Independent Senator Joe Lieberman, long the bane of the left
, is now taking the lead on a cornerstone Democratic issue: don't ask, don't tell. At the White House's request, Lieberman will sponsor
Senate legislation to repeal the policy, which bans gay men and women
from openly serving in the military and which Lieberman has long
opposed. Liberals, wary of trusting Lieberman with a pet issue, are
skeptical of his involvement and are asking why the White House would let
him reap the glory. After all, the end of don't ask, don't tell appears increasingly likely
. Will Lieberman, the 2000 Democratic nominee for Vice President, finally regain the trust of the left?
- Why Lieberman Is Obama's Guy The Atlantic's Marc Ambinder explains.
"Simple: this works for everyone. Lieberman can work on Republicans he
respects, like Sen. Lindsay Graham, he can regain some credibility
with liberals (I said some credibility), he actually does believe that
DADT should be repealed, and he now owes the White House a favor."
- Just Good White House Strategy Liberal blogger John Cole credits
the White House for putting Lieberman on point. "This wasn't 11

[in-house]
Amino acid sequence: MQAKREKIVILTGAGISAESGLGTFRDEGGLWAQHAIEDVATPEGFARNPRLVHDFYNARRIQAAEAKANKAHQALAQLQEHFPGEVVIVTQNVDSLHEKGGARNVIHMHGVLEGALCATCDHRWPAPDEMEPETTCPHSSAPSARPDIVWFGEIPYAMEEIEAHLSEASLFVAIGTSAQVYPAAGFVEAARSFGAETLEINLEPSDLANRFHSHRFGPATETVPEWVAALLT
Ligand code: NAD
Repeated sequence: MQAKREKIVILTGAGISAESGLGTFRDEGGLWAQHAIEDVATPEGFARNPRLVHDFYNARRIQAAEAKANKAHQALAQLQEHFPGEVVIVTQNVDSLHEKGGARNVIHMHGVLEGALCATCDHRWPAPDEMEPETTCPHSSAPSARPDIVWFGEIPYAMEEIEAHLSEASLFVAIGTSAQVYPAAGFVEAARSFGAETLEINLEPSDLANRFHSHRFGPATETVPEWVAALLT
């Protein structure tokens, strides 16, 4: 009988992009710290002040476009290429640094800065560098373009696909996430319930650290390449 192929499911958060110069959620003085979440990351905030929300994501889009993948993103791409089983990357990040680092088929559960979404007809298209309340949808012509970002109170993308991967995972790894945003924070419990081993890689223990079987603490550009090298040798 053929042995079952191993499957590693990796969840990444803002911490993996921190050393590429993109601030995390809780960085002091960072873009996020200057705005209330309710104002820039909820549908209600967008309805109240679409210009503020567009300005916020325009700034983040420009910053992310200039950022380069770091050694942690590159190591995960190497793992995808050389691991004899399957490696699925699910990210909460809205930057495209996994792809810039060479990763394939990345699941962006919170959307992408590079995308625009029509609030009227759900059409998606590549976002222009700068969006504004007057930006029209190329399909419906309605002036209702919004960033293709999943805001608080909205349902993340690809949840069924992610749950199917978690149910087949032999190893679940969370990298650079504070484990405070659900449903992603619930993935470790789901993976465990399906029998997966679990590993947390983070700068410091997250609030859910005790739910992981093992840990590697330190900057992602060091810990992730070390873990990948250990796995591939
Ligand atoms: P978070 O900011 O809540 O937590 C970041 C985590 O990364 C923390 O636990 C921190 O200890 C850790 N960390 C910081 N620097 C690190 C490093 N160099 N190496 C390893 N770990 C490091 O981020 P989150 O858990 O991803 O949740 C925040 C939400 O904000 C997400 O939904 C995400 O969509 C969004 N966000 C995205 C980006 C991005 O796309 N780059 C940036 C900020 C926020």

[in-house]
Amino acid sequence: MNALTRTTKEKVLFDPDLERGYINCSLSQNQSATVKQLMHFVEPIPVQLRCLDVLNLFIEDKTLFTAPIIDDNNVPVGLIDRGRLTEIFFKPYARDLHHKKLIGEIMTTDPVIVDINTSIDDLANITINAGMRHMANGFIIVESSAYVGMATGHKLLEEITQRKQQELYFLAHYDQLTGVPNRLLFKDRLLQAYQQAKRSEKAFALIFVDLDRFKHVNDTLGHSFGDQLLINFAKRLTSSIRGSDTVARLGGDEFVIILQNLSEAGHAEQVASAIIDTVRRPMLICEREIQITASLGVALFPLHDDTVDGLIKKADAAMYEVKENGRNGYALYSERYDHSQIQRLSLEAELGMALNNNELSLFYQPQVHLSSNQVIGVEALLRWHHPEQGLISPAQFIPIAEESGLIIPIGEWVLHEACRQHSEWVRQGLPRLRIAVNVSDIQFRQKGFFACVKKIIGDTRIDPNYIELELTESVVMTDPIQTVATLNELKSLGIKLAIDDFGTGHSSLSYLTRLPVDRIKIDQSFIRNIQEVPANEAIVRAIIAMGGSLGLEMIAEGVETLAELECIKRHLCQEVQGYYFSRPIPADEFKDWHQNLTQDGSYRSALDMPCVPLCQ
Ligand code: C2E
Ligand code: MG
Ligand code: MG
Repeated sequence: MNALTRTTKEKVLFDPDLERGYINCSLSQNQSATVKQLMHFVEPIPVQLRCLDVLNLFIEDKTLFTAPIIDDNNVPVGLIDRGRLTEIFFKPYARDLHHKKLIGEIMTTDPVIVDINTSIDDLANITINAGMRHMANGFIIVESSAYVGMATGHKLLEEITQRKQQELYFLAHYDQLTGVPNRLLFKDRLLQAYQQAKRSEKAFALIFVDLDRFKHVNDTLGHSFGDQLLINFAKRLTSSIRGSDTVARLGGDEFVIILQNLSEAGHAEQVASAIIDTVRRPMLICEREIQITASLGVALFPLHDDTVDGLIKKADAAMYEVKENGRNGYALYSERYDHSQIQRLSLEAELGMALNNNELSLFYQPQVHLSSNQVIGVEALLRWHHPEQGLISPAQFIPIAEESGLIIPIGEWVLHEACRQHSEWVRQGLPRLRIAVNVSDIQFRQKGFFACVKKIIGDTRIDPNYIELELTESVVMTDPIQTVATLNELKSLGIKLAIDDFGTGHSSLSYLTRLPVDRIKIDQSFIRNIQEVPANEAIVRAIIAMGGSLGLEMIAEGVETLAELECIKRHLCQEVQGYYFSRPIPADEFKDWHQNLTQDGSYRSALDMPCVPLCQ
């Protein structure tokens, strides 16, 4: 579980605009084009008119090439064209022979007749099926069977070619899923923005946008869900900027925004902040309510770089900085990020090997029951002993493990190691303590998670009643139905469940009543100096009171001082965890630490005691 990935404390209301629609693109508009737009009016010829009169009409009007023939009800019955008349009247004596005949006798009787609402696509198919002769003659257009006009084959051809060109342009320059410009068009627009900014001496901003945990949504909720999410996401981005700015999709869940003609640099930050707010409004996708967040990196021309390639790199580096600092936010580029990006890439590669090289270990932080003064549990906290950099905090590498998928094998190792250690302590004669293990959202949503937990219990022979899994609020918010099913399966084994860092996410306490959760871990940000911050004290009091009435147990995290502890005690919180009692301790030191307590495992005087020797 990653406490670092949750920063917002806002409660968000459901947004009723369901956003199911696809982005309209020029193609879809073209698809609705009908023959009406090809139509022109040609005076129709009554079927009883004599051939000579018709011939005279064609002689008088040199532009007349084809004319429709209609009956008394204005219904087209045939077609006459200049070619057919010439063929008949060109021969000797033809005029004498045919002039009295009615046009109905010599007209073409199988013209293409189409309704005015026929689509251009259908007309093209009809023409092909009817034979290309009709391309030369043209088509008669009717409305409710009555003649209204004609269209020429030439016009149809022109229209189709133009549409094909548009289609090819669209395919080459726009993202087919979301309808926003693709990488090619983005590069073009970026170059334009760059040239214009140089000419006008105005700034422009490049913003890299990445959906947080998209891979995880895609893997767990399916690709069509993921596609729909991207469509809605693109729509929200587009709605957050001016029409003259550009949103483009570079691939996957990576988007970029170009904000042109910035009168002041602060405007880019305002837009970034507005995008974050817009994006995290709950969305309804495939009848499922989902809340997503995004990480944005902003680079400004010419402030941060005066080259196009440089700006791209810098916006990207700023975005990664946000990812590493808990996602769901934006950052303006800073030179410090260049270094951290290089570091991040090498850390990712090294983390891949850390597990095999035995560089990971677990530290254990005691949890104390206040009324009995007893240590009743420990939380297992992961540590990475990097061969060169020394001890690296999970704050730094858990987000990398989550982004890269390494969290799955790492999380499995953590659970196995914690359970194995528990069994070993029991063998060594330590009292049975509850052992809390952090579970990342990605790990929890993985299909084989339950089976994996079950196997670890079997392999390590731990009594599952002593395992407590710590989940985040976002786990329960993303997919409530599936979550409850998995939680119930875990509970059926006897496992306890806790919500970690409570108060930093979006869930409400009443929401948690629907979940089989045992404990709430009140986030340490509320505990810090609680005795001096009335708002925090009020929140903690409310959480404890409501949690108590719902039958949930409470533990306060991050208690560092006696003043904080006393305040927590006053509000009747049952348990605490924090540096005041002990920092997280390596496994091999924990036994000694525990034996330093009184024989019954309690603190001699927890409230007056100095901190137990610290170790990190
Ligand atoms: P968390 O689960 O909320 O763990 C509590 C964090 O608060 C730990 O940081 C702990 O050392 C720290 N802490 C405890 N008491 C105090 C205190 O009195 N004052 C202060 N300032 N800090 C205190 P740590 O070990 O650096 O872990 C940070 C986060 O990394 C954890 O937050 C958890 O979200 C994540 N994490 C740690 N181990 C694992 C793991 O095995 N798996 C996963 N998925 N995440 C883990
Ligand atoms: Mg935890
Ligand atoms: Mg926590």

dimensional chess. This was common sense, and the way to permanently
repeal this crappy compromise," he writes. "Let the military get out in
front and be agents of change, neutering Republican opposition, and
then let the Democrat who the Republicans simply can't attack as
anti-military propose the bill. And with the public showing great
support for repeal, it will pass, Ike Skelton be damned."
- Reveals Broad Anti-DADT Consensus New York Magazine's Chris Rovzar says
this proves just how unpopular the policy has become. He cites mounting
poll evidence and expert commentary, particularly within the military,
that the policy should be repealed right away. If even Joe Lieberman
joins with Democrats in opposing it, goes the logic, who could possibly
- Lieberman Worried About 2012 Reelection Newsweek's Daniel Stone sees Lieberman's move as an effort to repair his standing among Connecticut's many liberal voters. "His
2012 reelection fight is quickly approaching and a poll early this
month characterized the bid as all but 'a lost cause.' No doubt the
progressives who elected Lieberman over his liberal challenger Ned
Lamont in 2006 have felt buyers remorse after their man laid down on
the tracks blocking a public option."
- How Joe Can Prove He Means It Proposing a bill for repeal isn't enough, writes liberal blogger Joe Sudbay.
"Given the Senate's gridlock, the best hope for success is for the
Senate Armed Services Committee to include the repeal language in the
must-pass Department of Defense authorization bill." Such a move would
force Republicans to choose between supporting the repeal or voting
against the entire DOD budget. Lieberman, who is on the committee but
does not chair it, could play a small but significant role in this
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